Let it Be

This post was last updated by Tom Paine Sun, 12 Jan 2020.

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Sun, 12 Jan 2020 #17
Thumb_dm Dan McDermott United States 1647 posts in this forum Offline

Clive Elwell wrote:
I have been wondering from time time to time how that eagle, that you have described before, is doing. Sounds like you are very fortunate, Dan, to live so close to raw nature.

Very true Clive it is the way I feel. Having grown up in a city, it is wonderful to be able to be here and in relationship with all that goes on here. There are three eagles that visit where I am on the river.

Clive Elwell wrote:
Interesting word that, "glamour". Is it like the glamour of watching nature programs on TV? - somehow they appear much more interesting, fascinating, that boring old real nature. Well, maybe not the eagle :-).

That is interesting. No it's nothing like the the nature shows which seem to cater to our need for the 'sensational'. A two hour film focused on an eagle sitting on a branch occasionally preening itself wouldn't make the cut, but that is the reality...even with the occasional excitement caused by the local group of black crows who do whatever they can to make it move on, screeching and getting as close as they dare but usually themselves moving on while the eagle stays put. Yes it's "boring" and yet marvelous. Everything going about its business quite harmoniously for the most part. No drama, no hysterics...sleeping, feeding, mating, sleeping. Humanity can appear to look quite 'mad' in comparison.

Clive Elwell wrote:
But also K has suggested that when all the senses operate together, as a whole, then that state is more powerful (my words) than thought, and thought goes into abeyance.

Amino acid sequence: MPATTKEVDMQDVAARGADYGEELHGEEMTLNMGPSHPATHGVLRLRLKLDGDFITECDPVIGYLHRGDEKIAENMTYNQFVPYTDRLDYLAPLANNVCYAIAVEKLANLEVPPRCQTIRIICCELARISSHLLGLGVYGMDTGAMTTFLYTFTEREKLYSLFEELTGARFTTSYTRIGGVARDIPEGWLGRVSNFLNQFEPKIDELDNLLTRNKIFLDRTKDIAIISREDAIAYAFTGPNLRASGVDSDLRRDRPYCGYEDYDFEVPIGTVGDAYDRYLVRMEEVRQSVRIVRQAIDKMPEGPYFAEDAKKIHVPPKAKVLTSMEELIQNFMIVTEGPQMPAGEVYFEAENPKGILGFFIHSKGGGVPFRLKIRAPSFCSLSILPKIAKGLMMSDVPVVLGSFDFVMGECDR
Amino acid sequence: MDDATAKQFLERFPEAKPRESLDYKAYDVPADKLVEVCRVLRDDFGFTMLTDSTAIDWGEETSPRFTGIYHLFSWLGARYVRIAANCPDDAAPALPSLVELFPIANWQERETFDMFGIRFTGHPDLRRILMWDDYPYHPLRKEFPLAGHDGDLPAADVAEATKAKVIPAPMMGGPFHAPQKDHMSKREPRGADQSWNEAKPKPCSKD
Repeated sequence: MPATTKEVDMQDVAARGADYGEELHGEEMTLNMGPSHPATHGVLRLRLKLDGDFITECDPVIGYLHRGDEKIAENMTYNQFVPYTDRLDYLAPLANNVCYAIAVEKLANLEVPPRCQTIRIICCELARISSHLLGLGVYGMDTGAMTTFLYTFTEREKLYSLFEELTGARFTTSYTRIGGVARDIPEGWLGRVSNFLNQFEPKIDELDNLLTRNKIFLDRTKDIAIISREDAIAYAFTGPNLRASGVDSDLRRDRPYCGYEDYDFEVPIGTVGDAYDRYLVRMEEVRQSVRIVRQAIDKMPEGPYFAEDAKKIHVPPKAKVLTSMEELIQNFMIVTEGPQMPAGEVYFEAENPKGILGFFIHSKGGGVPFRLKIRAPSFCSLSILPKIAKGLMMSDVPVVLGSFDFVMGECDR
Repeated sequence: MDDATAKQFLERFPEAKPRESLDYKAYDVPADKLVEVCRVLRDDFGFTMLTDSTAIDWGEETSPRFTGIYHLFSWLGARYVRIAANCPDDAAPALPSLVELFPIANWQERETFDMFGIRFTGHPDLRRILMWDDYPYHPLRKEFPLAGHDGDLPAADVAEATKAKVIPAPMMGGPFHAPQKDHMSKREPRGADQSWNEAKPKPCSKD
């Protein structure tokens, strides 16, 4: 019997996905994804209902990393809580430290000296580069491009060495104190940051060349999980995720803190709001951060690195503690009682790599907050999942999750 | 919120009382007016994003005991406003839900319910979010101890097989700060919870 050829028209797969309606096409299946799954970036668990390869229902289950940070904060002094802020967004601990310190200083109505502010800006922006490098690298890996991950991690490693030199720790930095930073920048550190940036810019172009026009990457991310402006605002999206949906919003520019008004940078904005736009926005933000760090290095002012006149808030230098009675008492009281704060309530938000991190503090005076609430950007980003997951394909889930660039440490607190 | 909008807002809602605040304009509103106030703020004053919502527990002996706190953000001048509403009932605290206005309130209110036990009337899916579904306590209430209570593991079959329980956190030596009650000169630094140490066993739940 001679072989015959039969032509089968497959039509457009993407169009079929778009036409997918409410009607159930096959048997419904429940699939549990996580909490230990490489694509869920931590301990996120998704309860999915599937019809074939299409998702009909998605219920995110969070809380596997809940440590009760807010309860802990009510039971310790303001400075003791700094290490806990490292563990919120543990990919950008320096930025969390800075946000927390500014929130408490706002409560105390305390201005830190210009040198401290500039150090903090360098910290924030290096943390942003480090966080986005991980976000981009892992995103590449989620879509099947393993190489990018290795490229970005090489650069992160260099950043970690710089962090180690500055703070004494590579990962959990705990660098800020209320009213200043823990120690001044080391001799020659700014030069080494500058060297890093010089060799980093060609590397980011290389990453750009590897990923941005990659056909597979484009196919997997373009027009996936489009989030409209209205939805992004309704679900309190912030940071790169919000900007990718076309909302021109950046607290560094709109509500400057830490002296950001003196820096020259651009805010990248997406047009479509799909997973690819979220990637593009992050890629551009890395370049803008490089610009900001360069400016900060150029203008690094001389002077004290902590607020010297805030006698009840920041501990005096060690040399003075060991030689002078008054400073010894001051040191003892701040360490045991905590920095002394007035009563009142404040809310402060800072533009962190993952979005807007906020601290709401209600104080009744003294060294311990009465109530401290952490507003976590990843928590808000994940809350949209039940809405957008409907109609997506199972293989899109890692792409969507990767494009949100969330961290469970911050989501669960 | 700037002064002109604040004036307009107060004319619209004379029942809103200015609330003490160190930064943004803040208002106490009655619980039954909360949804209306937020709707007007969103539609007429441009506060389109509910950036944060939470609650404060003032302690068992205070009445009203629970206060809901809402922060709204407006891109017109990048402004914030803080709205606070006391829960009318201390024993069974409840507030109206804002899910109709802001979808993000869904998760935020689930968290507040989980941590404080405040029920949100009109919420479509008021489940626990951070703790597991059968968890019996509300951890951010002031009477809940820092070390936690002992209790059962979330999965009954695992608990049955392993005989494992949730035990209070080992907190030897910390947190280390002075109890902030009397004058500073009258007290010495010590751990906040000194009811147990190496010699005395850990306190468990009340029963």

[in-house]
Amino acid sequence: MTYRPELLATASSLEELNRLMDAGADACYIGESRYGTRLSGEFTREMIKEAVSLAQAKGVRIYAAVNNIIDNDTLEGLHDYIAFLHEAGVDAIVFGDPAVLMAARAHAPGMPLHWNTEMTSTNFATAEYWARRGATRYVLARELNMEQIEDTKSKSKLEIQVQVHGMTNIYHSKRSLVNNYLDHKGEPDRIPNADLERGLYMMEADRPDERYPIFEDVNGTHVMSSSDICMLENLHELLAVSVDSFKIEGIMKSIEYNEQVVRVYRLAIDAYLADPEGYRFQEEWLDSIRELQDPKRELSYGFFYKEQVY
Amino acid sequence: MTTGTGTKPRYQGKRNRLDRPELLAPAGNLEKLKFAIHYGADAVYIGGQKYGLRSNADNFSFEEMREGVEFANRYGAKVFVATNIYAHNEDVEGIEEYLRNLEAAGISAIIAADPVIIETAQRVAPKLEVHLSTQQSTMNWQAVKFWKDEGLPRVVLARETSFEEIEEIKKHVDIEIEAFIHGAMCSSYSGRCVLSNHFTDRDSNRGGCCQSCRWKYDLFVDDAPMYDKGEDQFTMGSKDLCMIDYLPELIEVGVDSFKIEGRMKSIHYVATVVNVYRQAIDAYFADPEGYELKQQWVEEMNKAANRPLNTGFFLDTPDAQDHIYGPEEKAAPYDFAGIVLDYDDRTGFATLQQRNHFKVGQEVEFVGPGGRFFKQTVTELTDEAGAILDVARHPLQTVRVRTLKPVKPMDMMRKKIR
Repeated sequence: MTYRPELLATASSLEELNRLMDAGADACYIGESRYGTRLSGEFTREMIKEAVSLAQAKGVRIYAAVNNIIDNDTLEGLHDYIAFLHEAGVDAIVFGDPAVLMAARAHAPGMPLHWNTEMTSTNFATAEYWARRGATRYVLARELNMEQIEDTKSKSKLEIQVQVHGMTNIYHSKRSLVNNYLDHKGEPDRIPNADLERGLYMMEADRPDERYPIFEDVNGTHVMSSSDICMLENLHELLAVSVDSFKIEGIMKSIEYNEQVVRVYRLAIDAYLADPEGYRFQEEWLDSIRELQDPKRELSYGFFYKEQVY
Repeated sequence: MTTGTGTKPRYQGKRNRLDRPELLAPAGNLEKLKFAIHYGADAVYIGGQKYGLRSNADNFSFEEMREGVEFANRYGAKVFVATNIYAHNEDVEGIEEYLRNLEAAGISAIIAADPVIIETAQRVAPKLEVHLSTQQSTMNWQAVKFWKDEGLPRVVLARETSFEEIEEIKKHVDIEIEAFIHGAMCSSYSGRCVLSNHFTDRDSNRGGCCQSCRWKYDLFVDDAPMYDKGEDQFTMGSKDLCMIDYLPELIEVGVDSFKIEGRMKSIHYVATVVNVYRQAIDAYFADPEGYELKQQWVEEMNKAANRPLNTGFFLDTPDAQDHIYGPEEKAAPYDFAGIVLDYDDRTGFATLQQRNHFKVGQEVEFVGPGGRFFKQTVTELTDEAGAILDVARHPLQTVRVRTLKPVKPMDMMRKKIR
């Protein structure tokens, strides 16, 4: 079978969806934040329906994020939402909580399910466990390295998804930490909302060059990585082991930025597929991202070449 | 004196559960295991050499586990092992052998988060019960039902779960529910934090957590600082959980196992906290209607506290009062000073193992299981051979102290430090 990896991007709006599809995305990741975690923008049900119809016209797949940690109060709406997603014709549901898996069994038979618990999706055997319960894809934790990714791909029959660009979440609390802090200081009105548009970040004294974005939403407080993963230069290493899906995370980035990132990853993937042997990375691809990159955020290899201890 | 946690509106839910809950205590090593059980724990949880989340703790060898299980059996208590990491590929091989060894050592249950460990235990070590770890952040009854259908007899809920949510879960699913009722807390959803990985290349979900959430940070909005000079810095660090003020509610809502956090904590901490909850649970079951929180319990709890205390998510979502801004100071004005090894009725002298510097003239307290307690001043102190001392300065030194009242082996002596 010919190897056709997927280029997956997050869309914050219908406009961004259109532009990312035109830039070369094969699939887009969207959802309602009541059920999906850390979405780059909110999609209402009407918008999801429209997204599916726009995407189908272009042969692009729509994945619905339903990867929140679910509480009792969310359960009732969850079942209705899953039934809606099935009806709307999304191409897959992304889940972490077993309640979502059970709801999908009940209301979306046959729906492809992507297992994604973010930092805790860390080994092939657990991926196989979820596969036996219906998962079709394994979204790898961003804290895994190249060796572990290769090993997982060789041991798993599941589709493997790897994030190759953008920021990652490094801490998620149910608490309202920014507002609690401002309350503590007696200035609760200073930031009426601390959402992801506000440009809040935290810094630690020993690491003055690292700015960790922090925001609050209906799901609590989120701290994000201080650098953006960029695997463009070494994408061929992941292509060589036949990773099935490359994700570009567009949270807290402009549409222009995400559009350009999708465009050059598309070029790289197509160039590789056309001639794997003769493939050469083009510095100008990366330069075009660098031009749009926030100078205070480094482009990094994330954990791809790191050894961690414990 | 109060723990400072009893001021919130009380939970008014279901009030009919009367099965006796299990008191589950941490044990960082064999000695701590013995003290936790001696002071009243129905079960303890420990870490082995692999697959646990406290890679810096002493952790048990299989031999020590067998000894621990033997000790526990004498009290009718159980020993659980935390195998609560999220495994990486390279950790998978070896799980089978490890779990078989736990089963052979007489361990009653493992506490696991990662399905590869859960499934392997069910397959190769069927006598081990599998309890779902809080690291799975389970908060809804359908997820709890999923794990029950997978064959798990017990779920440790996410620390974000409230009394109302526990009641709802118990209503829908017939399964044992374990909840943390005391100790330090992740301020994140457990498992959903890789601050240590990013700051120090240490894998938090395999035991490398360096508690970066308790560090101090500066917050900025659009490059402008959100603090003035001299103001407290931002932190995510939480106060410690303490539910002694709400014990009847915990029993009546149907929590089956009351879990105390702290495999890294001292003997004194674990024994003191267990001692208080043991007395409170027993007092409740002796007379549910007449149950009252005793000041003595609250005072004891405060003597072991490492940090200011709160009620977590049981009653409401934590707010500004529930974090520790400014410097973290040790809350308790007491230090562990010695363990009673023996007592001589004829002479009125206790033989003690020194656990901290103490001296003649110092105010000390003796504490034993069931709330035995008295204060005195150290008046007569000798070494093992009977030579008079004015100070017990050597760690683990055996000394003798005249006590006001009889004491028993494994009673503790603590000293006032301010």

This brings up the K. statement that "the self arises when thought identifies with the senses, with sensation". There is a disharmony between the parts of ourself, the body. the mind, the emotions. Thought bringing time into the psyche has obscured the nowness of the senses, it seems. It is operating in the 'wrong' place and hence this obsession with more and more stimulation, accumulation, the obsession to always be occupied, amused, excited, etc. (unlike these boring eagles.:)

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Sun, 12 Jan 2020 #18
Thumb_open-uri20180717-8420-135f99u-0 Mina Martini Finland 287 posts in this forum Offline

Tom Paine wrote:
But I have to ask...then who are you talking to? If your words are not understandable by ordinary human beings, are you only talking to 'enlightened' beings...if there are such?

m: I am talking as a human being to other human beings..cannot feel any division of 'who talks' or 'to whom' is being talked, actually neither exist in wholeness.